A study by Christine Michel, Ezgi Kayhan, Sabina Pauen and Stefanie Höhl.
As a baby, you discover the world anew every day with all your senses. How do babies manage to find their way in a world full of smells, sounds and new impressions? They often orient themselves to their fellow human beings and concentrate on the things in their environment that are also important for other people. In doing so, they often use the line of sight of another person and look at the things that other people are looking at.
This behaviour is called “gaze-following behaviour” in research.
We took a closer look at this gaze-following behaviour in the current study, which was published in the journal “Child Development” in January 2021:
Do babies as young as four months old follow the gaze of others?
Do they follow the eye movements or head turn of that person? And can we reinforce this behaviour if babies are rewarded for their gaze-following behaviour?
In several studies, we showed 99 babies on a screen looking sideways at a woman. She looks at a cartoon mouse and averts her gaze from another cartoon mouse.
We measured whether the babies looked longer at the cartoon mouse the woman was looking at. To learn more about where the babies looked, we used computer-based eye tracking.
We found out that babies as young as four months follow the direction of the woman’s head and gaze and look at the mouse for longer periods of time, but only if the woman also moves her head in this direction. If she only moves her (small) eyes and keeps her (large) head directed forward towards the baby, the babies looked at both mice for the same length of time.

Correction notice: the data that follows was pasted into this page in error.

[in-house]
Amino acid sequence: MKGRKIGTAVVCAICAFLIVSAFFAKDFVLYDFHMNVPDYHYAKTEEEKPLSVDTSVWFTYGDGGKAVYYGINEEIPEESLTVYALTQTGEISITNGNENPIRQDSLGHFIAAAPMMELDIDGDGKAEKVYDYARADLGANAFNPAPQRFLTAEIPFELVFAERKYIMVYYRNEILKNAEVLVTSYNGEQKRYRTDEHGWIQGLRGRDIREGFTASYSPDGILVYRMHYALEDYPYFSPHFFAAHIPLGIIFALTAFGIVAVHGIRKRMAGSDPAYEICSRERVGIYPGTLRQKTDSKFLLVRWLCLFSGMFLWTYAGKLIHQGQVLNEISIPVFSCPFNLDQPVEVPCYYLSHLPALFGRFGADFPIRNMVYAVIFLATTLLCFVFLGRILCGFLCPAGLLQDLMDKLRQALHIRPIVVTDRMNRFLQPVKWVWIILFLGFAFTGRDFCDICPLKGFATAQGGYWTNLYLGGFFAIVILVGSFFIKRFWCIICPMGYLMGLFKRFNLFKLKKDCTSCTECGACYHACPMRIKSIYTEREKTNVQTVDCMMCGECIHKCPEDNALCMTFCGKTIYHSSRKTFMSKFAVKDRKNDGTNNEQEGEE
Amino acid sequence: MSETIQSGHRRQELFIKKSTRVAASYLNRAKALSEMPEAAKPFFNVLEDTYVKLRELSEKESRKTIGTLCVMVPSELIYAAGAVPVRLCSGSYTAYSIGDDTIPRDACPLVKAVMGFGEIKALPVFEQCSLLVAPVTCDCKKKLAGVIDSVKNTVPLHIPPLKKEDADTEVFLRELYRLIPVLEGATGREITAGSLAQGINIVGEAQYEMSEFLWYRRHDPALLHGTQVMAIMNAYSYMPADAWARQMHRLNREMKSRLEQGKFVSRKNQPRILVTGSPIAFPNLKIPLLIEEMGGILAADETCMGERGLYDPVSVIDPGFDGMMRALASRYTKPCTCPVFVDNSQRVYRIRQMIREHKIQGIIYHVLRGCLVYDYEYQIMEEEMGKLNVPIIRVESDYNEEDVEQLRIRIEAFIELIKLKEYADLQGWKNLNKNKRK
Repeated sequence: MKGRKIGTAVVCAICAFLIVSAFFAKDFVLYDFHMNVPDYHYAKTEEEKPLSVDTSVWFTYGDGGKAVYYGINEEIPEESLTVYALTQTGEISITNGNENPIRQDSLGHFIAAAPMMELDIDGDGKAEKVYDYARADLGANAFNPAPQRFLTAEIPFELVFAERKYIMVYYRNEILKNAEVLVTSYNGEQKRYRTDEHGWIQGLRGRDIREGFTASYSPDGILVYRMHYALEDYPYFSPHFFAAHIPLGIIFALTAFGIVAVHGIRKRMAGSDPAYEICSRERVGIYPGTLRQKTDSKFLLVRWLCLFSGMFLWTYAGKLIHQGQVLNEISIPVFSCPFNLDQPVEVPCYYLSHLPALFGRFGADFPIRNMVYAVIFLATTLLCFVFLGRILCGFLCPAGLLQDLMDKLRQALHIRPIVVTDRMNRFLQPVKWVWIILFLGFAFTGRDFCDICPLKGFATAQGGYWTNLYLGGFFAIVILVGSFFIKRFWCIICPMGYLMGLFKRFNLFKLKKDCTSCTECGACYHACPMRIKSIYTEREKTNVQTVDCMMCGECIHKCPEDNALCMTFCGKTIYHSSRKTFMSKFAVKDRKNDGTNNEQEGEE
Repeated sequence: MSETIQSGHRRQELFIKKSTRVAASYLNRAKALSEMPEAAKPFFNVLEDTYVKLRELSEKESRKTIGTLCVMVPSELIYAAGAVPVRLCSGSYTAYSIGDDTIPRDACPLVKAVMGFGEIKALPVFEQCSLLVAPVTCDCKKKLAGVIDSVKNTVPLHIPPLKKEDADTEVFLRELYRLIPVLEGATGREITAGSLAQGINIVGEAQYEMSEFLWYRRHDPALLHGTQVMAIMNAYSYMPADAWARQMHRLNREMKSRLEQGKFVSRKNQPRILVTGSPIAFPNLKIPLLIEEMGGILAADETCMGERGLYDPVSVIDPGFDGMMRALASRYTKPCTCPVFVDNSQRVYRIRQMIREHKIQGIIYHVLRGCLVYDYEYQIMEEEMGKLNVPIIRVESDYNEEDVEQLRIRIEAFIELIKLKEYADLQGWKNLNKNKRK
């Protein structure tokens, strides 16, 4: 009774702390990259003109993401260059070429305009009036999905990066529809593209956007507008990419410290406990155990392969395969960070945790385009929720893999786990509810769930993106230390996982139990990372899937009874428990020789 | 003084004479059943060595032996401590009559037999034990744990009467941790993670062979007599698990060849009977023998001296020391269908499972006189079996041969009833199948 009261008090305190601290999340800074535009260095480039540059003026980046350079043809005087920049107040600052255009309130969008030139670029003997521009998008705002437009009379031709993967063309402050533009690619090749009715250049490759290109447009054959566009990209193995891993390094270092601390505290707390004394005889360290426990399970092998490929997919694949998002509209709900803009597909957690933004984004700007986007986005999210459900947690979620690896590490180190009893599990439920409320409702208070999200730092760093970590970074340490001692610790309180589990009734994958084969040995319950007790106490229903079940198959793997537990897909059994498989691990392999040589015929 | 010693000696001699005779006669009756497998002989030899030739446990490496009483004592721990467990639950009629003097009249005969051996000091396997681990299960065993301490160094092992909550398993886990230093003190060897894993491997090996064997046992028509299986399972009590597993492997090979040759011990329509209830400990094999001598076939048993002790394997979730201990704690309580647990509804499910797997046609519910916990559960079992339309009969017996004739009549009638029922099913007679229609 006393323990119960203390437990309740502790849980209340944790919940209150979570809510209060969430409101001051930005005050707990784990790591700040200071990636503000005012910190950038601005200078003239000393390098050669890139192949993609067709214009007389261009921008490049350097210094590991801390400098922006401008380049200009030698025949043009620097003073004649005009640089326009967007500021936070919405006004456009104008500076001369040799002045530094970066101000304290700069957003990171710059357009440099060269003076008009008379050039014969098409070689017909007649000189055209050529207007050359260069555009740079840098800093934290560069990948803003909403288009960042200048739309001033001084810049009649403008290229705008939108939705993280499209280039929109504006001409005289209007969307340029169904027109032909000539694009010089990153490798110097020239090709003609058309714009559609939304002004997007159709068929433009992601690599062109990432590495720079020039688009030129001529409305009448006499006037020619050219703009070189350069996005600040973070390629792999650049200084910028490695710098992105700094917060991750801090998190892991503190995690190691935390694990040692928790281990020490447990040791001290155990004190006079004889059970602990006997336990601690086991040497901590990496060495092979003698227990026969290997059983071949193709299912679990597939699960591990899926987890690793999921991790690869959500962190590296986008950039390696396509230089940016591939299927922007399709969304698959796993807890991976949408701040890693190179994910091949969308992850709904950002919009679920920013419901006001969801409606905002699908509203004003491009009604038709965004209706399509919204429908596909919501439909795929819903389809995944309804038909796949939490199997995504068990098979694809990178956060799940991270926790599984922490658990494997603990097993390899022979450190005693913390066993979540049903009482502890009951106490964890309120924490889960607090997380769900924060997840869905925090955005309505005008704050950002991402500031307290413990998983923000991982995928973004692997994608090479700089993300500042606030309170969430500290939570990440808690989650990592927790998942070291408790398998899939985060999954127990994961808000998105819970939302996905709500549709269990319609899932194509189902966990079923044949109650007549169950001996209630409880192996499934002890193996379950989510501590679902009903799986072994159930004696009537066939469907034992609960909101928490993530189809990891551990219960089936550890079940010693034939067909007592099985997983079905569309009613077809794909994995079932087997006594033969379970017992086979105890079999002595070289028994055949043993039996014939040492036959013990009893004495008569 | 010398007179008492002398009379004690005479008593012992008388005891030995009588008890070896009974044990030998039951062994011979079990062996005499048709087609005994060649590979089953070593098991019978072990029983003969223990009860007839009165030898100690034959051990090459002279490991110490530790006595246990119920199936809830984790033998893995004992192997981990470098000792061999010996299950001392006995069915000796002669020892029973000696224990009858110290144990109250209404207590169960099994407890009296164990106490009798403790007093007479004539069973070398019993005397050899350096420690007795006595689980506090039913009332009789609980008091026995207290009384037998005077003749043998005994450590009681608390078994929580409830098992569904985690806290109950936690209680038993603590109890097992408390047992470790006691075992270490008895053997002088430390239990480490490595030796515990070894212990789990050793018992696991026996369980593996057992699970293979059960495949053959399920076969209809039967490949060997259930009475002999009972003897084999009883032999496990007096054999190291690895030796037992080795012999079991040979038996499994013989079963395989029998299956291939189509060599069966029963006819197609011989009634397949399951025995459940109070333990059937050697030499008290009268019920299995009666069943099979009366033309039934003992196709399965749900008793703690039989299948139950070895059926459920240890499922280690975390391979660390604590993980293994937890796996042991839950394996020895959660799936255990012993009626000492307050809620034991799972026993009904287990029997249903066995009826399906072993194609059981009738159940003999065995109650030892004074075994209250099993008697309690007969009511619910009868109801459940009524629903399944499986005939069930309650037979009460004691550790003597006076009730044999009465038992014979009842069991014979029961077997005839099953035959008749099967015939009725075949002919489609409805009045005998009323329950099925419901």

So the rather large movement of the head seems to be helpful for gaze-following behaviour in four-month-old babies.
And what role does reward play in this? In a second phase of the study, we rewarded the babies for following the woman’s gaze direction. If they looked at the cartoon mouse that the woman was looking at, the mouse began to wiggle.
We could tell that the children found this exciting from their pupils: they were larger when the mouse moved than when it stood still, which in this case indicates positive excitement and interest.
However, the children did not reinforce their behaviour afterwards, i.e. they looked at the mice for the same length of time after this reward experience as before.
Babies as young as 4 months use other people’s head direction to direct their attention to things in the environment that are also important to other people. So the babies in our study already showed the gaze-following behaviour.
An open research question remains whether they can learn to follow the gaze of other people via reward at an even younger age (for example, at two – three months) in order to better find their way in their environment.
Dr. Christine Michel, Post-Doc, AG Haun